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What is wrong with Andrés Iniesta?

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Spoiler alert: NOTHING

David Ramos

Andrés Iniesta is one of the best players in the world. Period. He has the "it" factor, an ability to create scoring chances for others out of nowhere. He can also enter the box like few midfielders in the world, ready to strike and score important goals, like this one, for example.

Iniesta plays in such a high level that any performance not in the "spectacular" standard is considered a bad day by Andrés. In fact, many Barcelona fans and other football analysts argue that Iniesta is not playing like he usually does at the beginning of this season. They try to use different arguments: some say he's too old and declining. Others say coach Luis Enrique has sacrificed Andrés in order to implement his system, and that led to a bad start by Barça's number 8.

I, personally, have two letters for the critics: B.S.

Andrés is not old. He's not even close to being at the stage of decline in his career. And yes, Luis Enrique's new tactics have changed Iniesta's role on the team. That is why we are not seeing the same Iniesta of years before. That's because we are looking at a new, improved version of Andrés.

With the arrival of Lucho, a new system was implemented in the Catalan side. And three players in particular are the heart and soul of this new system. Sergio Busquets is the anchor, the player that links defense and offense and makes the engine function. Lionel Messi is the boss, the guy who finishes the plays started by Busquets. The third one is Iniesta. He's the new Xavi.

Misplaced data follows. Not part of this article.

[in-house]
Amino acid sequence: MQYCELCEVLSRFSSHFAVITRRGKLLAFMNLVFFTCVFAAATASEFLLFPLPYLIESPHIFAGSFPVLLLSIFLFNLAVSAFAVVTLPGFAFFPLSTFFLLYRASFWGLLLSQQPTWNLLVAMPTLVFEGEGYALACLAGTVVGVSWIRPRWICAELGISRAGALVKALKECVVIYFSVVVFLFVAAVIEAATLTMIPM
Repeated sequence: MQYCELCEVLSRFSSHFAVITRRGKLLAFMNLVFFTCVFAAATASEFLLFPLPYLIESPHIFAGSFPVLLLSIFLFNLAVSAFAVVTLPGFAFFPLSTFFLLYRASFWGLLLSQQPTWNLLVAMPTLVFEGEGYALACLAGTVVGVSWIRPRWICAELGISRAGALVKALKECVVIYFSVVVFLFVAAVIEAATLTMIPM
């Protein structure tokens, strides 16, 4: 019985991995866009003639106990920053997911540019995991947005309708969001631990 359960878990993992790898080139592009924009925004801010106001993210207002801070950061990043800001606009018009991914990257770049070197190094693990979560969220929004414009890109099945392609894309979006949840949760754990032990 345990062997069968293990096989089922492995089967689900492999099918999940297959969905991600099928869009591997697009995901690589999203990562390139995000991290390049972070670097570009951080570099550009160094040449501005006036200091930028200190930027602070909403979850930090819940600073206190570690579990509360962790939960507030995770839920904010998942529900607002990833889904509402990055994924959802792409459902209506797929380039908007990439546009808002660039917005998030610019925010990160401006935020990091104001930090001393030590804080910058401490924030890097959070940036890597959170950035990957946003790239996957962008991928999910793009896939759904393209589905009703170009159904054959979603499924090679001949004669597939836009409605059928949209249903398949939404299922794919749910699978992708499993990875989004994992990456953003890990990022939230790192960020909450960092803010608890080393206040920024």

"Wait, isn't Ivan Rakitic the new Xavi?" Nope. Rakitic is Rakitic. The reason why we loved him right away is that he plays within himself, doing only what he knows, not trying to do something he is not comfortable with. Iniesta is the new Xavi because he's the most special part of the midfield. He's the different guy. He's the guy who can make a simple play become something spectacular in any moment. But he's also the guy who needs to keep the engine running while nothing special happens. He needs to help Rakitic in the creation department, something he didn't need to do when Xavi was there every night.

The new Iniesta plays closer to midfield than to the box. He is not the second left-winger anymore. Now he is the actual left midfielder, and he's the guy feeding the strikers and the full-backs who overlap him. It doesn't offer him the same glory as the previous role. But it's even more important to the team than before.

That's why he's the captain. He has become the de facto leader of the midfield, the technical reference. The next Xavi. And Iniesta has embraced that role with open arms. But the good news is: he can still be the killer, the guy surprisingly entering the box to receive a ball and score. Just understand, he's not supposed to do that every game.

So, if you're looking for the old Iniesta, watch this video over and over again. You won't be seeing much of that for a while. Learn to appreciate the new Xavi playing on the left. Andrés is still the God of Mids. He's just a different god now.